Bartimaeus: 'Purpose' is a human concept. We never needed that before. This body of yours isn't a disguise anymore, is it? It isn't just a barrier against pain. It's what you are busily becoming.

  • Not Wearing Pants
  • Obstructive Bureaucrat: All of the magicians, to a certain degree.
  • Or So I Heard: Bartimaeus sometimes likes to use this to explain his knowledge of subjects he considers himself too dignified to otherwise know about, such as the crude Egyptian game "Dogs and Jackals."
  • Our Demons Are Different: See below.
  • Our Genies Are Different: They're demons.
    • On the contrary! "Demon" is a highly offensive and pejorative term. They're exalted spirits!
  • Our Werewolves Are Different: They're police officers.
    • if only there was an 'our police officers are different' trope.
  • Overt Rendezvous: Nathaniel is asked to meet the British agent in Prague at a cemetery at midnight. Complaining about the melodrama, he insists that their next meeting be somewhere more ordinary and they agree to meet in the main square around six - "Harlequin" had wanted to pick the old plague pits. He does cope with the change well, and Nathaniel receives his information in a hot dog bun he bought from the disguised agent.
  • Painting the Fourth Wall: Bartimaeus hangs a nice painting off it, too.
  • Paratext
    • Bartimaeus peppers the chapters he narrates with long, digressive, usually humorous footnotes. It is later mentioned that, as a djinni, he has the ability to carry on two or more trains of thought at once.
    • Bartimaeus, as part of his introduction, informs us, as an aid to our comprehension of his cranial capacity, that were the text in the book overlaid with the text of three more novels, he could observe the jumble of ink that we would see and discern the text of all four stories, and comprehend them perfectly, without any trouble whatsoever. This is the sort of IQ found in the things wizards trap in order to get their power. That's a being I'd treat with a little respect.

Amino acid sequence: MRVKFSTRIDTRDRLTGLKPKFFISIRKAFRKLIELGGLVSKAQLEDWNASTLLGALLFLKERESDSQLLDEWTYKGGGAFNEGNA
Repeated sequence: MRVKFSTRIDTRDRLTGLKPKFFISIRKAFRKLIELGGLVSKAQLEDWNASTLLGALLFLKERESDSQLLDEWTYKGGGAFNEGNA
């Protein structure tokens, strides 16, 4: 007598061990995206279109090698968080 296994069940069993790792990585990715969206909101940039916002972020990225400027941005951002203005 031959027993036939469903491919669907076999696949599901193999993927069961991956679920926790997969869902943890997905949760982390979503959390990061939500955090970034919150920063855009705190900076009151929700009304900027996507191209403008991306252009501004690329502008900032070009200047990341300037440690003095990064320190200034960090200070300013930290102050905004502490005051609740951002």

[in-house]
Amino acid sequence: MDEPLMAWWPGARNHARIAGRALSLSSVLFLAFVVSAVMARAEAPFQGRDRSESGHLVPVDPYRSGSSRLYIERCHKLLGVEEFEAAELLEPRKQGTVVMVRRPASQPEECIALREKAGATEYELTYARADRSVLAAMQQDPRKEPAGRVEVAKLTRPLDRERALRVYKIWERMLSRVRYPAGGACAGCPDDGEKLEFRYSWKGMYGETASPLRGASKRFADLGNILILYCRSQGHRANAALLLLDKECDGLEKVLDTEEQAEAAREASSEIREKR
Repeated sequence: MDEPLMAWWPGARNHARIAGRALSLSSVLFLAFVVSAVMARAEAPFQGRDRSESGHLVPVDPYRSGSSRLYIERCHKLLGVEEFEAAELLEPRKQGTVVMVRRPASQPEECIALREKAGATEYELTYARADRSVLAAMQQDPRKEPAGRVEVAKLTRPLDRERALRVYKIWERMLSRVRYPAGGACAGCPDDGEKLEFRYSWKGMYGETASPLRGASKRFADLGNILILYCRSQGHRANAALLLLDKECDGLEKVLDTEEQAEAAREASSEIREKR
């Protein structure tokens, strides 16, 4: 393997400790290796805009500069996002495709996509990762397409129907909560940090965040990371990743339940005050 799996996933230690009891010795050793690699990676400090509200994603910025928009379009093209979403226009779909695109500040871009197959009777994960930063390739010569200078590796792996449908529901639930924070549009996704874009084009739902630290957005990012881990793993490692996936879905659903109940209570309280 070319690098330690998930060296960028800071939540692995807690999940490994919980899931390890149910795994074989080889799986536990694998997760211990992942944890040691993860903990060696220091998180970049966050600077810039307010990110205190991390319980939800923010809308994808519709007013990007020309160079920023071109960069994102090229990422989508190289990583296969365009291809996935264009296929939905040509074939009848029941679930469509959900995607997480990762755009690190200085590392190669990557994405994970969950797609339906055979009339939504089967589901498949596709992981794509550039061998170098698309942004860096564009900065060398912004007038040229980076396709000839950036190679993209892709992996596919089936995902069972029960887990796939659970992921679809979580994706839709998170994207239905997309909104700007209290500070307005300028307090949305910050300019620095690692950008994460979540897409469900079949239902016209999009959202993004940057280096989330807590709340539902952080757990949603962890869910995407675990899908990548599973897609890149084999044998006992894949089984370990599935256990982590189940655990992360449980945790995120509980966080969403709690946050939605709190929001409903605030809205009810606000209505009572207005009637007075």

• It's not so much IQ as actually having a multiple-track mind. While humans have one conscious and one unconscious track, spirits have several tracks. IIRC, Bartimaeus mentions that he has the ability to simultaneously make small talk, search a room for possible ways to escape, think about various things, and sneak attack the person he is talking to.
      • Subverted hilariously in Ptolemy's Gate, when he is telling us something in a footnote, and Nathaniel, who is melded with Bart at the time, cuts him off in mid-footnote, saying outside of said footnote, "Will you stop doing that? It's distracting!"
  • Parental Abandonment: Happens to all magicians, at least those of this universe's London. Parents can choose to give up their children for the government to have them trained into magicians for a hefty sum in return.
  • Pass the Popcorn: In Golem's Eye Bartimaeus comments, "All I need is some popcorn," as he watches Nathaniel get himself in trouble. He also does this, possibly anachronistically if he hasn't yet been summoned in the Americas, in The Ring of Solomon as he watches the spirit army summoned by the ring descend on Jerusalem.
  • Pet the Dog: Nathaniel does so occasionally.
  • Police State
  • Possession Implies Mastery: Subverted. Bartimaeus scoffs when Nathaniel tries to use the newly-retrieved Gladstone's staff to fight the golem, saying it's impossible for the boy to master such a powerful object on his first try. To his disbelief, Nathaniel seems to generate a powerful aura around the staff... which backfires, knocking Nathaniel unconscious.
  • Posthumous Character: Ptolemy.
  • Power Trio: Only at the end of the last book
  • The Power of Trust: Crucial in the third book. It's Kitty's trust in Bartimaeus that allows Bartimaeus to regain his faith in humans and save London from the spirit revolt.
  • Powers Via Possession: Attempted by Makepeace. It doesn't work very well. Goes better with Bartimaeus and Nathaniel.
  • Propaganda Machine: Nathaniel serves as this role in the third book.